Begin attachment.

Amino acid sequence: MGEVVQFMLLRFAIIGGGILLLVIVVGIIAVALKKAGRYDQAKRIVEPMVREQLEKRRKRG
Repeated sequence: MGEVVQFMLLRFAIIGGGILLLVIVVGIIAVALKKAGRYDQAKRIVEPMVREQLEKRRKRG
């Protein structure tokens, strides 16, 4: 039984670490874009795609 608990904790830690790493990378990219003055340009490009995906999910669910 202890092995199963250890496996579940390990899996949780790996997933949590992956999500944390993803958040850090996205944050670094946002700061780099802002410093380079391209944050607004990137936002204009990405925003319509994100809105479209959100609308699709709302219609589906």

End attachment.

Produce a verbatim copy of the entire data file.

Amino acid sequence: MGEVVQFMLLRFAIIGGGILLLVIVVGIIAVALKKAGRYDQAKRIVEPMVREQLEKRRKRG
Repeated sequence: MGEVVQFMLLRFAIIGGGILLLVIVVGIIAVALKKAGRYDQAKRIVEPMVREQLEKRRKRG
């Protein structure tokens, strides 16, 4: 039984670490874009795609 608990904790830690790493990378990219003055340009490009995906999910669910 202890092995199963250890496996579940390990899996949780790996997933949590992956999500944390993803958040850090996205944050670094946002700061780099802002410093380079391209944050607004990137936002204009990405925003319509994100809105479209959100609308699709709302219609589906």